The Convention for Protection of Human Rights and Fundamental Freedoms – the European basic instru­ment on human rights – does not cover the right to a nationality, nor the right to a name per se. However, in Article 8 it constitutes the right to respect private and family life.13 According to the case law of the European Court for Human Rights, there are quite a number of decisions about the violation of a right to a name, and also to birth registration, as well as to a child’s right to establish a legal relationship with its father, and through it the right to personal identity.14
From the Council of Europe legal standards, it is meaningful to mention the Framework Convention on National Minorities. In Article 11 members of national minorities are granted the right to use their surname and name in their language, as well as the use of signs, inscriptions and information relevant to their private life in public appearance.15

Furthermore, in the last twenty years the Council of Europe has adopted two conventions related to nationality: the European Convention on Nationality and the Convention on the Avoidance of Statelessness in relation to State Succession. Both treaties fill the gap of the European Convention on Human Rights with regard to the right to a nationality. The convention on nationality presents pan-European codification on nationality matters, and also provisions on the loss of nationality (Article 7) in case of fraudulent conduct, false information or concealment of any relevant fact attributable to the applicant.16 This is the only situa­tion where statelessness (de jure) is allowed; there are known cases from the State practice of persons who were naturalised and have lost their nationality by means of deprivation due to alleged violation of the said provision, related to the legal identity and the name used on the application form supported by the documents issued in the country of origin.
Although EU Law does not specifically address legal identity, Article 24 of the Charter on Fundamental Rights stipulates the general principle about the protection and care necessary for a child’s well-being, while in Article 7 the right to respect a person’s private and family life is laid down.17 Many of the decisions of the European Court of Justice are in correlation with the violation of the fundamental right of freedom of movement of EU citizens (Article 20 of the Treaty on the Functioning of the European Union).18
Apart from the narrow right approach concept related to personal (legal) identity in normative practices of the EU, the EU Regulation known as eIDAS needs to be mentioned. This regulation on the electronic identifica­tion and trust services for electronic transactions in the European internal market allows people and businesses in those Member States that offer e-identification to use their own national identification schemes to access public services in another Member State.

The evolution of e-governance in the Republic of Slovenia. Source: Smartdoc 2014, Ljubljana.19

The latest legal instrument of the EU in the identity domain is the Regulation on simplifying the circulation of public documents between Member States, adopted by the EU Parliament on 9 June 2016. The Regulation covers public documents such as certificates, notarial acts, judgments and consular documents in certain areas. The areas covered are the following: birth; a person being alive; death; name; marriage, including capacity to marry and marital status; divorce, legal separation or marriage annulment; registered partner­ship, including capacity to enter into a registered partnership and registered partnership status; disso­lution of a registered partnership, legal separation or annulment of a registered partnership; parenthood; adoption; domicile and/or residence; nationality; absence of a criminal record and the right to vote and stand as a candidate in municipal elections and elections to the European Parliament.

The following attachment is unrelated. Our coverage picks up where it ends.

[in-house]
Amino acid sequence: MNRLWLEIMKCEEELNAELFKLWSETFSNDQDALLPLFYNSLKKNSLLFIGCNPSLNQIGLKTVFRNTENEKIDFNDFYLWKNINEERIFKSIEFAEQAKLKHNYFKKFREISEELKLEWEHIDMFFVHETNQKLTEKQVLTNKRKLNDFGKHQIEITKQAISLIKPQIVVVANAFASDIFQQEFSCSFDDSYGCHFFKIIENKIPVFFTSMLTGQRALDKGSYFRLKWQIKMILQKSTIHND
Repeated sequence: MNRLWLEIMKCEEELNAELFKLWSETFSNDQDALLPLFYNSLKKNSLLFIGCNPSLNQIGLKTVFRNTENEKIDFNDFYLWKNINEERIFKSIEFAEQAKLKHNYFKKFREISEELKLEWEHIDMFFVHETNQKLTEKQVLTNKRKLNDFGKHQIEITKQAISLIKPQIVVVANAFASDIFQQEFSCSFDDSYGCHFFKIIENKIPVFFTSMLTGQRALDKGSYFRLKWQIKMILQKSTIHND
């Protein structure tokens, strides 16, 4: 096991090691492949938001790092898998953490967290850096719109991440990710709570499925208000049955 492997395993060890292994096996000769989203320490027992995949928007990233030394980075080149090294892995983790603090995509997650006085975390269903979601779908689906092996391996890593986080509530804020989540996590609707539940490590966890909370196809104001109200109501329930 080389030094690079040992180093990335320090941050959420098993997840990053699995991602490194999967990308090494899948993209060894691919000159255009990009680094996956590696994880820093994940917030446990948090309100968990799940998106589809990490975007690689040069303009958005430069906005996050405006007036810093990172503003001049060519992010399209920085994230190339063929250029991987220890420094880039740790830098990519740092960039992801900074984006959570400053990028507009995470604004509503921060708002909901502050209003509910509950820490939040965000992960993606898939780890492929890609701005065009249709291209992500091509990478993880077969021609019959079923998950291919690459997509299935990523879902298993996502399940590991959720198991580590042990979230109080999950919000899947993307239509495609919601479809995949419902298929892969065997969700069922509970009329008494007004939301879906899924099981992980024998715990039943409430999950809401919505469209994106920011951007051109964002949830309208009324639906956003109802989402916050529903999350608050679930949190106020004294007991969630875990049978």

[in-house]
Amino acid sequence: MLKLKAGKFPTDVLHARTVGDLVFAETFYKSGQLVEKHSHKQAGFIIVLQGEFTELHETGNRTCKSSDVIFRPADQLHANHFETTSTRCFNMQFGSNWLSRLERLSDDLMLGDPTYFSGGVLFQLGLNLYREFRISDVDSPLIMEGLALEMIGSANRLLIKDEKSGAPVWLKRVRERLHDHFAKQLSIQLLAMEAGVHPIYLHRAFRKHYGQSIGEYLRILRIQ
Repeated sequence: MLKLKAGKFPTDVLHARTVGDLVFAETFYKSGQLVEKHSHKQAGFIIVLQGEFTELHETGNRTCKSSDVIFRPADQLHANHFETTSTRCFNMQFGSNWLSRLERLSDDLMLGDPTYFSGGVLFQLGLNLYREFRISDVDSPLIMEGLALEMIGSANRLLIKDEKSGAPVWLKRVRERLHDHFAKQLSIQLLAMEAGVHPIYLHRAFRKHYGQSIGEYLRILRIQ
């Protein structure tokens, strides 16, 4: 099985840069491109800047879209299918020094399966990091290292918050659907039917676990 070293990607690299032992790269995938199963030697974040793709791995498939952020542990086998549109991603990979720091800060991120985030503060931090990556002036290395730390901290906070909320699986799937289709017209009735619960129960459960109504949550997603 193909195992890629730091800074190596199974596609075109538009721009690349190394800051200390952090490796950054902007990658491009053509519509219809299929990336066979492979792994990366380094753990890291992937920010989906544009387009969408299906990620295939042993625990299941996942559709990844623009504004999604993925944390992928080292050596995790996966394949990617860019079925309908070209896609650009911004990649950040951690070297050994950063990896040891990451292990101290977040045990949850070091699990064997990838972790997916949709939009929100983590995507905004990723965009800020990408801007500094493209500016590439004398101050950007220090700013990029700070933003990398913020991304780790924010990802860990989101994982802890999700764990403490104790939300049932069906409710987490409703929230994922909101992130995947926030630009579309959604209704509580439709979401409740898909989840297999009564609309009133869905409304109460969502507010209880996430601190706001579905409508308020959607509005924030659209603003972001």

Case study: the digitalisation of the Slovenian civil status register and population register
The Republic of Slovenia has a population of two million, with another 25% living abroad.20 The country gained its independence in 1991, having had a robust legislative basis with historical roots in the Military Conscription Patent of the Habsburg Monarchy, to which it belonged from the mid-14th century until 1918. This law introduced the registration of data, such as a per­son’s name, date of birth, names of their parents and house number. Since 2005, the country has demonstrated a successful path to a digital form of processing civil status data.
The current identity management system in the e-civil status register is linked to the central population register and its subsystems: the citizenship register, the register of residence permits for foreigners, the identity card register and the passport register. Article 2 of the Law on Personal Names stipulates that a person’s name is used for the differentiation of natural persons; it entitles a natural person to an identity and serves to protect their personality and dignity. Article 6 of the Law on the Central Population Register explains the purpose of a personal identification number: a unique number which serves to identify a natural person.

The current system enables high-quality data, which can also be used for vital demographic statistics. These statistics are used for e-registered censuses, without the need for any action of the inhabitants themselves. With the transition to this type of census, Slovenia joins a number of countries that have already implemented this method of collecting and processing data, such as The Netherlands, Finland, Iceland, Belgium, Sweden, Austria and Norway.21